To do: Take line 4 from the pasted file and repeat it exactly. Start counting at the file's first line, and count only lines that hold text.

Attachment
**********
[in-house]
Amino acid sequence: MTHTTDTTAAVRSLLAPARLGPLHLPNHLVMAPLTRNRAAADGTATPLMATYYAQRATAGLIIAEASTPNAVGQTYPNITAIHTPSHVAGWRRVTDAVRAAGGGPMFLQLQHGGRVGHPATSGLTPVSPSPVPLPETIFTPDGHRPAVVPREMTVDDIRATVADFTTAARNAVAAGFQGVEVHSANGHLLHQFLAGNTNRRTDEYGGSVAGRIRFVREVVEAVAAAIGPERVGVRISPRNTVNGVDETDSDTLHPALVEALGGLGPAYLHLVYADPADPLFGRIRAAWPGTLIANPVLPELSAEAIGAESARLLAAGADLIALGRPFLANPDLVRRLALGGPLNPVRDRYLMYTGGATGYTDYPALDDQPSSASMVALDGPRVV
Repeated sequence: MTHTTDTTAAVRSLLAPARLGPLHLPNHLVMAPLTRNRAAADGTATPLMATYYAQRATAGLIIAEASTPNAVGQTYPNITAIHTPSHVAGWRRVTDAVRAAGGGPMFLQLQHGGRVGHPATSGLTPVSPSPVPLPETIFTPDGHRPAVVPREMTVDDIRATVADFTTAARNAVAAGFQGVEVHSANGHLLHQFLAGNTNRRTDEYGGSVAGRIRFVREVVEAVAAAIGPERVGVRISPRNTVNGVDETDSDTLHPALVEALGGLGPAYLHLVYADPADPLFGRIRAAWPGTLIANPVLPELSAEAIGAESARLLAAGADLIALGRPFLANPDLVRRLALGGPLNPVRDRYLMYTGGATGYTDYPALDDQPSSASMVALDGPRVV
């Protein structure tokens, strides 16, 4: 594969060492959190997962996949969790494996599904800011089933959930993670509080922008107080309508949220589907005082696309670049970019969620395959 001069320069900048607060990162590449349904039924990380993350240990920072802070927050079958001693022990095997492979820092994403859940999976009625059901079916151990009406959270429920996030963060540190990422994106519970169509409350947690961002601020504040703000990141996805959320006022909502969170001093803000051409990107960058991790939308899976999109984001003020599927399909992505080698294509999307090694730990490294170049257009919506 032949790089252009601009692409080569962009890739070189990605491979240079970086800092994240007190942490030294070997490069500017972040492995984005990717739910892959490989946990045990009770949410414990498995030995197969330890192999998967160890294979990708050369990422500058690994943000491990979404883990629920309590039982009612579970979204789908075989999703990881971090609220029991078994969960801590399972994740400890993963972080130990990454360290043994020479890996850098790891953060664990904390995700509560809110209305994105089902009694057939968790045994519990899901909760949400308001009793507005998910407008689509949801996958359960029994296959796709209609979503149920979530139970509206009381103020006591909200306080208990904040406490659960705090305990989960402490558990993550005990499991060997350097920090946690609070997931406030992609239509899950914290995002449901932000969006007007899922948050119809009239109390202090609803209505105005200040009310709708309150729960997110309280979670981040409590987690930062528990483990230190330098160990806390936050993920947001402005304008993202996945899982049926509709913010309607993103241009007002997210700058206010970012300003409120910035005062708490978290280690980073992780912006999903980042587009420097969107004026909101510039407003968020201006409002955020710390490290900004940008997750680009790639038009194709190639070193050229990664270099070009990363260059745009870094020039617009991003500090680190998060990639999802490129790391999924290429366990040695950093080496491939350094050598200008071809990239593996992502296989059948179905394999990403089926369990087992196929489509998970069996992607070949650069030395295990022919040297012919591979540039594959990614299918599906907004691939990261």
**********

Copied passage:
């Protein structure tokens, strides 16, 4: 594969060492959190997962996949969790494996599904800011089933959930993670509080922008107080309508949220589907005082696309670049970019969620395959 001069320069900048607060990162590449349904039924990380993350240990920072802070927050079958001693022990095997492979820092994403859940999976009625059901079916151990009406959270429920996030963060540190990422994106519970169509409350947690961002601020504040703000990141996805959320006022909502969170001093803000051409990107960058991790939308899976999109984001003020599927399909992505080698294509999307090694730990490294170049257009919506 032949790089252009601009692409080569962009890739070189990605491979240079970086800092994240007190942490030294070997490069500017972040492995984005990717739910892959490989946990045990009770949410414990498995030995197969330890192999998967160890294979990708050369990422500058690994943000491990979404883990629920309590039982009612579970979204789908075989999703990881971090609220029991078994969960801590399972994740400890993963972080130990990454360290043994020479890996850098790891953060664990904390995700509560809110209305994105089902009694057939968790045994519990899901909760949400308001009793507005998910407008689509949801996958359960029994296959796709209609979503149920979530139970509206009381103020006591909200306080208990904040406490659960705090305990989960402490558990993550005990499991060997350097920090946690609070997931406030992609239509899950914290995002449901932000969006007007899922948050119809009239109390202090609803209505105005200040009310709708309150729960997110309280979670981040409590987690930062528990483990230190330098160990806390936050993920947001402005304008993202996945899982049926509709913010309607993103241009007002997210700058206010970012300003409120910035005062708490978290280690980073992780912006999903980042587009420097969107004026909101510039407003968020201006409002955020710390490290900004940008997750680009790639038009194709190639070193050229990664270099070009990363260059745009870094020039617009991003500090680190998060990639999802490129790391999924290429366990040695950093080496491939350094050598200008071809990239593996992502296989059948179905394999990403089926369990087992196929489509998970069996992607070949650069030395295990022919040297012919591979540039594959990614299918599906907004691939990261």